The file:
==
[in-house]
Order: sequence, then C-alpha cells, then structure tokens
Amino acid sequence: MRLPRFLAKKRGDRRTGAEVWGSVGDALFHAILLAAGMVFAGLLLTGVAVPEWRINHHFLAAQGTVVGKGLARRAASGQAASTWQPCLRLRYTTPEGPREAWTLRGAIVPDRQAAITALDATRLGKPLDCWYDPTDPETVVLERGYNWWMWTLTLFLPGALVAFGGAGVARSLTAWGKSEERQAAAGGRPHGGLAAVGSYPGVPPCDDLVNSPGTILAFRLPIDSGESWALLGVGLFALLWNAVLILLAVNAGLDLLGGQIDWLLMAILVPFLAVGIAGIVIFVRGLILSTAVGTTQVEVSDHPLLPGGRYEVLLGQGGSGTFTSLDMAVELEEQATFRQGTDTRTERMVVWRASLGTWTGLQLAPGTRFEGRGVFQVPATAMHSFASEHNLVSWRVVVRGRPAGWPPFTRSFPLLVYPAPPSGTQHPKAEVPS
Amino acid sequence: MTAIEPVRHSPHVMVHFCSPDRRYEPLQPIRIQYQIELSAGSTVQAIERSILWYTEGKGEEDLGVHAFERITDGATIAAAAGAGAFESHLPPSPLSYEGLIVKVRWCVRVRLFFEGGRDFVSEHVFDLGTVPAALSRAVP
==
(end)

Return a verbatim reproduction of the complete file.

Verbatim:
[in-house]
Order: sequence, then C-alpha cells, then structure tokens
Amino acid sequence: MRLPRFLAKKRGDRRTGAEVWGSVGDALFHAILLAAGMVFAGLLLTGVAVPEWRINHHFLAAQGTVVGKGLARRAASGQAASTWQPCLRLRYTTPEGPREAWTLRGAIVPDRQAAITALDATRLGKPLDCWYDPTDPETVVLERGYNWWMWTLTLFLPGALVAFGGAGVARSLTAWGKSEERQAAAGGRPHGGLAAVGSYPGVPPCDDLVNSPGTILAFRLPIDSGESWALLGVGLFALLWNAVLILLAVNAGLDLLGGQIDWLLMAILVPFLAVGIAGIVIFVRGLILSTAVGTTQVEVSDHPLLPGGRYEVLLGQGGSGTFTSLDMAVELEEQATFRQGTDTRTERMVVWRASLGTWTGLQLAPGTRFEGRGVFQVPATAMHSFASEHNLVSWRVVVRGRPAGWPPFTRSFPLLVYPAPPSGTQHPKAEVPS
Amino acid sequence: MTAIEPVRHSPHVMVHFCSPDRRYEPLQPIRIQYQIELSAGSTVQAIERSILWYTEGKGEEDLGVHAFERITDGATIAAAAGAGAFESHLPPSPLSYEGLIVKVRWCVRVRLFFEGGRDFVSEHVFDLGTVPAALSRAVP